Beth McDermott

Think map as you inspect what counts or doesn't count
for part of the historical fabric. Just call the chicken house

structure, and move on. What's intact, you've learned,
is the upside of ruinous. What's ruinous is documented

before it disappears. What disappears—this is what it means          
to go out with guns blazing as someone else is taking

the bull by the horns. What you mean to say is that
farmland is perforated by surveyor stakes—you artfully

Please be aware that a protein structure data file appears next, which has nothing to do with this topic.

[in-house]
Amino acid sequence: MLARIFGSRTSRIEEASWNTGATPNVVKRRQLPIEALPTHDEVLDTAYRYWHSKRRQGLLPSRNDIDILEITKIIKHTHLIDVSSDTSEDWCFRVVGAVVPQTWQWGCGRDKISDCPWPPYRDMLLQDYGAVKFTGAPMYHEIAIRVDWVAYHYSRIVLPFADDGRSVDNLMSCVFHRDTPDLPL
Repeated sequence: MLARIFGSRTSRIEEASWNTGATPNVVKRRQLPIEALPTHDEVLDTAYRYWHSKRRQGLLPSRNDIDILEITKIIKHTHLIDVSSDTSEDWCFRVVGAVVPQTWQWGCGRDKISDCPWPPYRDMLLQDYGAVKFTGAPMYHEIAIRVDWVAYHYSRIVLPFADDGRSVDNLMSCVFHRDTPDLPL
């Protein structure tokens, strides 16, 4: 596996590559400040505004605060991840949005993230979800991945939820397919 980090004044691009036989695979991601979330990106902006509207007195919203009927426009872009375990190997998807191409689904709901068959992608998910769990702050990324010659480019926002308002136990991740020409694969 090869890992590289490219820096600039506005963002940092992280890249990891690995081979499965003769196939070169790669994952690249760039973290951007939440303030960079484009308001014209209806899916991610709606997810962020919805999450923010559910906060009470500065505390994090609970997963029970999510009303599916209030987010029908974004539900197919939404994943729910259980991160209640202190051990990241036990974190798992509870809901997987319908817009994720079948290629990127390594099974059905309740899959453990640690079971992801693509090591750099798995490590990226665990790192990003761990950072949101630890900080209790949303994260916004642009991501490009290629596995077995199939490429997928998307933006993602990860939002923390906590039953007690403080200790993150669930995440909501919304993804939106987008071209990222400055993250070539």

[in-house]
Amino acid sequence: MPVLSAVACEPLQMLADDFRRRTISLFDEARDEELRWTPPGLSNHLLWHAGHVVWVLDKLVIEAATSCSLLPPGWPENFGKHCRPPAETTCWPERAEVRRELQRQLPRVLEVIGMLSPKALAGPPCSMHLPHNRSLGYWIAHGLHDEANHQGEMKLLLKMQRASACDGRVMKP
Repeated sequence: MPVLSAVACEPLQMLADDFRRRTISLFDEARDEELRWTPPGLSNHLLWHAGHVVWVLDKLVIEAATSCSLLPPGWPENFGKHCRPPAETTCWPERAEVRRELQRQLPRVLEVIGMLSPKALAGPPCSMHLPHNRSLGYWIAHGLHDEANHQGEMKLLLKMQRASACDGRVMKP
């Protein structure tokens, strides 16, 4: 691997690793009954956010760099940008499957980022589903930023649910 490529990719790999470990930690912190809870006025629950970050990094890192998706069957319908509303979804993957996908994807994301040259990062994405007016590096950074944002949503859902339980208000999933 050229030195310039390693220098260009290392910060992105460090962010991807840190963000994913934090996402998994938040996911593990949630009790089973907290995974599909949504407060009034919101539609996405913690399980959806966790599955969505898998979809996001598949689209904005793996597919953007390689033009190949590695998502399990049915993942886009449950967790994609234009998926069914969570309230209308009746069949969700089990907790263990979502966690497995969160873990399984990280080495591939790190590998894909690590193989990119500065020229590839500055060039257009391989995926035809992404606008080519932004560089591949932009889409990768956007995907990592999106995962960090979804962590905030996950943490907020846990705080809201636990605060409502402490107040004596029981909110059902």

flag the expandable holes: pools in the yards of new
tract houses, which dwarf the limestone farmhouse. Or so

the caption will one day tell us. At its root, cap-tion is still
attempting to seize. Here is the window of the image,

here's the porch's overhang. Here are the shutter's busted
washboard ribs—think music by the handle of a spoon.



Inspiration for this poem came from thumbing through my town's "Rural Historic Structural Survey," a document in which framing is essentially an act of preservation in an otherwise fluid context.